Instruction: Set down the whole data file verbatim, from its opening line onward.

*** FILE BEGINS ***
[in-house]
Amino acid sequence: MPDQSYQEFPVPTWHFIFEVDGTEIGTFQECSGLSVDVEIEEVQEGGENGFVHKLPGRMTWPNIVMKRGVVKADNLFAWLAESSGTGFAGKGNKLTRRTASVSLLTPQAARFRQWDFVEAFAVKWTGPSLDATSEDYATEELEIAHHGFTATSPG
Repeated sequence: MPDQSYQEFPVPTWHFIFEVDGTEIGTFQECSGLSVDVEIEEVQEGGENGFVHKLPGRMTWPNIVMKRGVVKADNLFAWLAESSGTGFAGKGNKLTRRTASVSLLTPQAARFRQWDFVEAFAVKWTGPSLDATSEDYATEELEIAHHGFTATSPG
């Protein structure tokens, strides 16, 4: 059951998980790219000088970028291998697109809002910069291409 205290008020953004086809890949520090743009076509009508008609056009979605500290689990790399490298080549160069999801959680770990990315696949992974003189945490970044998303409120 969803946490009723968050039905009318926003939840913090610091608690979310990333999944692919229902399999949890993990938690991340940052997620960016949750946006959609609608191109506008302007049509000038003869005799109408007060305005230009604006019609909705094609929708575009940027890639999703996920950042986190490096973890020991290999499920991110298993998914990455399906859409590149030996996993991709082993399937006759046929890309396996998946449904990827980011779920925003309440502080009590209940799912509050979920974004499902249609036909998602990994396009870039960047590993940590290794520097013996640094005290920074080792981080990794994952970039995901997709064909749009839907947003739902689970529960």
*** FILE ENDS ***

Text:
[in-house]
Amino acid sequence: MPDQSYQEFPVPTWHFIFEVDGTEIGTFQECSGLSVDVEIEEVQEGGENGFVHKLPGRMTWPNIVMKRGVVKADNLFAWLAESSGTGFAGKGNKLTRRTASVSLLTPQAARFRQWDFVEAFAVKWTGPSLDATSEDYATEELEIAHHGFTATSPG
Repeated sequence: MPDQSYQEFPVPTWHFIFEVDGTEIGTFQECSGLSVDVEIEEVQEGGENGFVHKLPGRMTWPNIVMKRGVVKADNLFAWLAESSGTGFAGKGNKLTRRTASVSLLTPQAARFRQWDFVEAFAVKWTGPSLDATSEDYATEELEIAHHGFTATSPG
């Protein structure tokens, strides 16, 4: 059951998980790219000088970028291998697109809002910069291409 205290008020953004086809890949520090743009076509009508008609056009979605500290689990790399490298080549160069999801959680770990990315696949992974003189945490970044998303409120 969803946490009723968050039905009318926003939840913090610091608690979310990333999944692919229902399999949890993990938690991340940052997620960016949750946006959609609608191109506008302007049509000038003869005799109408007060305005230009604006019609909705094609929708575009940027890639999703996920950042986190490096973890020991290999499920991110298993998914990455399906859409590149030996996993991709082993399937006759046929890309396996998946449904990827980011779920925003309440502080009590209940799912509050979920974004499902249609036909998602990994396009870039960047590993940590290794520097013996640094005290920074080792981080990794994952970039995901997709064909749009839907947003739902689970529960």